Kota Kinabalu: The world's leading orang utan expert, Dr Birute Mary Galdikas, is full of praise for the Sabah Government's conservation efforts to save the apes, one of the world's most endangered species.
She told Daily Express in an exclusive interview that Sabah is doing progressive work in orang utan conservation by making efforts to eliminate illegal logging and trying to find a permanent home for orang utans such as in the Malua forest reserve.
"I am also impressed to learn that the Government is going to create 'corridors' to protect wildlife. That's wonderful and I am not saying it just because I am in Sabah.
"I would say exactly the same thing in Indonesia or in the United States (where she is often invited to give lectures). We need to do more for the future and I am so glad that you are already doing it. We can all do better."
Last December, Chief Minister Datuk Seri Musa Hj Aman announced that 250,000 hectares of lowland forests in the Ulu Segama-Malua area would be set aside for the orang utans. It is estimated that there are more than 3,000 orang utans in the Malua forest reserve alone.
On Tuesday, State Tourism, Culture and Environment Minister, Datuk Masidi Manjun, said the State Government wants to purchase privately-owned land at zones neighbouring the fragmented Kinabatangan Wildlife Sanctuary to ensure the long-term survival of iconic Sabah wildlife such as the orang utan, rhino and elephants.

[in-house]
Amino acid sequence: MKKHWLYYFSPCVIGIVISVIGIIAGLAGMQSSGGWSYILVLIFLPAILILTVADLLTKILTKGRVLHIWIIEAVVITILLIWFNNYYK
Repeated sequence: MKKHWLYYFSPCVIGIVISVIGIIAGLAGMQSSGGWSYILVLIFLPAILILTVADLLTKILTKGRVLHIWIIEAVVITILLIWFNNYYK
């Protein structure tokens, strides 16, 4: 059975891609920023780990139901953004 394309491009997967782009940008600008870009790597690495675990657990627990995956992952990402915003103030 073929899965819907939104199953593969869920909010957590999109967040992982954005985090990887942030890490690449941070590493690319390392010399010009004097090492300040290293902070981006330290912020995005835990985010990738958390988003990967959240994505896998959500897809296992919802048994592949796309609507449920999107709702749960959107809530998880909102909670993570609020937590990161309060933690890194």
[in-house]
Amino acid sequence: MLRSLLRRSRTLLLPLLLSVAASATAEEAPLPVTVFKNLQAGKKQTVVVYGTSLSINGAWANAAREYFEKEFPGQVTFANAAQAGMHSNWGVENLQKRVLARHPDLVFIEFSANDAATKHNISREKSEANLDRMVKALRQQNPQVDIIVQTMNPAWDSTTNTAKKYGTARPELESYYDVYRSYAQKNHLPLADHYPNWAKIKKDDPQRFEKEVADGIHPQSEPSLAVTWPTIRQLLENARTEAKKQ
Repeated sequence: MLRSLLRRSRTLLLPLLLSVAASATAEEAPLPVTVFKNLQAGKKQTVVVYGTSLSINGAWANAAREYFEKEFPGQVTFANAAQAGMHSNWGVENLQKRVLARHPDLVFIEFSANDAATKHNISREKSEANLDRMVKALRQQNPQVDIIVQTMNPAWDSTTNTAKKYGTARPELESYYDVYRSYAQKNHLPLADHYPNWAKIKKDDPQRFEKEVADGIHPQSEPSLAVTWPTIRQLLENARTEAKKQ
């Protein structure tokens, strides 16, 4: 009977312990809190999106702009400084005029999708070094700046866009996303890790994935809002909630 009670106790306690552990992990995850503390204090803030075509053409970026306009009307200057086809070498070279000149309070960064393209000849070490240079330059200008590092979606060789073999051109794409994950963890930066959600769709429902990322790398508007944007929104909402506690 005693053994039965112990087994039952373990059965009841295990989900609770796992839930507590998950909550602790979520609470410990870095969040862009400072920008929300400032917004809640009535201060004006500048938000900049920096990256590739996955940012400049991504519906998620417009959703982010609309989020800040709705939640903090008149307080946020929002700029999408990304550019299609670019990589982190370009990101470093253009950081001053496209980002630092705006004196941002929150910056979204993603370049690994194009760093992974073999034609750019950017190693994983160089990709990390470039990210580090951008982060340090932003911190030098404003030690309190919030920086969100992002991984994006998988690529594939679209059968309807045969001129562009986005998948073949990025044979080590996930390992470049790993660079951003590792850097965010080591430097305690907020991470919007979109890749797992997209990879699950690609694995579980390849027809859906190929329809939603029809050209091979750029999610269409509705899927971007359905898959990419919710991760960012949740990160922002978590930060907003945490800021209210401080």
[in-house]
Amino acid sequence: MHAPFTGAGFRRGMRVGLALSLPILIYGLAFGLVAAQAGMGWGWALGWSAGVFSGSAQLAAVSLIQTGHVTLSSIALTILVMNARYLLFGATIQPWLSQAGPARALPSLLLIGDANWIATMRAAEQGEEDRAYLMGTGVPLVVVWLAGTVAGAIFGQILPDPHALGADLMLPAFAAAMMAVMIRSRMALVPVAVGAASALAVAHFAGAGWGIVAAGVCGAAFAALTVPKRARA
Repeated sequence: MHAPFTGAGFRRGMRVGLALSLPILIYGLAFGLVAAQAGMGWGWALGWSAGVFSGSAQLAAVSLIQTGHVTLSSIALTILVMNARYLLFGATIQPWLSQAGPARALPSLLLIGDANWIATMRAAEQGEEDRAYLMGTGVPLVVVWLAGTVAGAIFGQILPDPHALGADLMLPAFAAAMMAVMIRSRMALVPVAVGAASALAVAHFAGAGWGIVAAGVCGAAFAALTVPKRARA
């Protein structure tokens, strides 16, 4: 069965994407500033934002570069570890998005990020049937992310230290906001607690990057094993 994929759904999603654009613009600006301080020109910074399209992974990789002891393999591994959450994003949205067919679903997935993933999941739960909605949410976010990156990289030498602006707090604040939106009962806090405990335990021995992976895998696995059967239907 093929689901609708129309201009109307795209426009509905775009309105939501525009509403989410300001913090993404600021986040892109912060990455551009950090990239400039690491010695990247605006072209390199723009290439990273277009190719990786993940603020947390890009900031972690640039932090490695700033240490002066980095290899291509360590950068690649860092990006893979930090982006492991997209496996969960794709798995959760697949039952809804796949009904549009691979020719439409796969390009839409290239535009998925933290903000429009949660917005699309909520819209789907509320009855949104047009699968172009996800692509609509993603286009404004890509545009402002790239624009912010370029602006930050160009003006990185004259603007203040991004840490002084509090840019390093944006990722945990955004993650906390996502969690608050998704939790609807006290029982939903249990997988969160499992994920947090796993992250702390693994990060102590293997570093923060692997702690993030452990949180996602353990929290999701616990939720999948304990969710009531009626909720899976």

A committee was set up under his Ministry to prepare the policy that will be known as Kinabatangan Corridor of Life (KCoL).
Dr Galdikas, 63, who is based in Indonesia, has been studying and living with the orang utans at a reserve in Kalimantan (Indonesian Borneo) called Tanjung Puting Reserve (now a national park) since age 25 in 1971.
She has worked ceaselessly to save orang utans, especially orphaned ones, and rainforests, and to bring their plight to world attention.
This was her second visit to Sabah, having been invited by the Sabah Government to attend a conference in 1990. She has been touring places of interest and one of the things that caught her attention was the gated checkpoint put up by the Wildlife Department at the Tabin Wildlife Centre to curb illegal poaching.
Dr Galdikas, who founded the Los Angeles-based Orangutan Foundation International (OFI) in 1986 and became its President, noted there are some 5,000 orang utans in the Danum Valley as calculated by scientists.
What fascinated her in the Danum Valley was also the diversity and richness of wildlife there.
"The forest (Danum) is awesome and just takes one's breath away. I am not joking. The only forest that comes close to the forest of Sabah that I saw in Danum are the redwoods in northern California. They are beautiful, breathtaking.
Continue reading at: Orang utan expert amazed at Sabah's conservation